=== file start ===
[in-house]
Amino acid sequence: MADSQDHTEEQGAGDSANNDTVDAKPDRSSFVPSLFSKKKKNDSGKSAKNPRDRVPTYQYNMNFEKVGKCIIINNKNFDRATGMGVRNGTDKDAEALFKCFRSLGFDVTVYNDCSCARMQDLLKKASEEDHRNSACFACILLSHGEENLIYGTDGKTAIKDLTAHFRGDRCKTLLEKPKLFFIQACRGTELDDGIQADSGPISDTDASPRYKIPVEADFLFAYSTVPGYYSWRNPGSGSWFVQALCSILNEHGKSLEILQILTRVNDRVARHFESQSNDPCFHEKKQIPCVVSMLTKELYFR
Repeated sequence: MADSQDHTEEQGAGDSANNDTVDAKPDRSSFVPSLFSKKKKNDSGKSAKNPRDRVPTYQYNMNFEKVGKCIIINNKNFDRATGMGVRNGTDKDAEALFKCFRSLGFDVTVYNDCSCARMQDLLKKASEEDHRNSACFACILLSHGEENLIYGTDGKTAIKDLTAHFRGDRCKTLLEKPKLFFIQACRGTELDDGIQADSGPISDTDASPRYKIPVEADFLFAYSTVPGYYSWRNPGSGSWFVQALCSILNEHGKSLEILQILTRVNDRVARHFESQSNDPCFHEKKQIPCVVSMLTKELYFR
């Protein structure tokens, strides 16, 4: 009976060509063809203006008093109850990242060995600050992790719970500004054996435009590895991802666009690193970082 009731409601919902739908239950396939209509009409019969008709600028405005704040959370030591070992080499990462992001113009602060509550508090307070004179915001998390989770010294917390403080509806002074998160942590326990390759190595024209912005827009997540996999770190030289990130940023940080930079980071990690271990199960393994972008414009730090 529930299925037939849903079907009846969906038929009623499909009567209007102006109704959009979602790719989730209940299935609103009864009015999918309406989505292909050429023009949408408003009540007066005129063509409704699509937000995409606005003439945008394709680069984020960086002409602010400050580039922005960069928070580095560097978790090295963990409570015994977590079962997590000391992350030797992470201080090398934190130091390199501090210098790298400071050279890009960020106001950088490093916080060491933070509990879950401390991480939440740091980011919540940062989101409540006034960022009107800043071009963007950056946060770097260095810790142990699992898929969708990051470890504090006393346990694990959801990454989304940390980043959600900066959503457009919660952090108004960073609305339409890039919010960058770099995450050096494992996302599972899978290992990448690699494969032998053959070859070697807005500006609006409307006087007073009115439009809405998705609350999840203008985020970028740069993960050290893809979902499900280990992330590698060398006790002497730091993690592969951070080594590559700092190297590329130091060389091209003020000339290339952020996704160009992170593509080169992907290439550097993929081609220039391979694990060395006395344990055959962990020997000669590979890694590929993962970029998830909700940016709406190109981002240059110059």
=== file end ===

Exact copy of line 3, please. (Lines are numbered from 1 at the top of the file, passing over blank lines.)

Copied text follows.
Repeated sequence: MADSQDHTEEQGAGDSANNDTVDAKPDRSSFVPSLFSKKKKNDSGKSAKNPRDRVPTYQYNMNFEKVGKCIIINNKNFDRATGMGVRNGTDKDAEALFKCFRSLGFDVTVYNDCSCARMQDLLKKASEEDHRNSACFACILLSHGEENLIYGTDGKTAIKDLTAHFRGDRCKTLLEKPKLFFIQACRGTELDDGIQADSGPISDTDASPRYKIPVEADFLFAYSTVPGYYSWRNPGSGSWFVQALCSILNEHGKSLEILQILTRVNDRVARHFESQSNDPCFHEKKQIPCVVSMLTKELYFR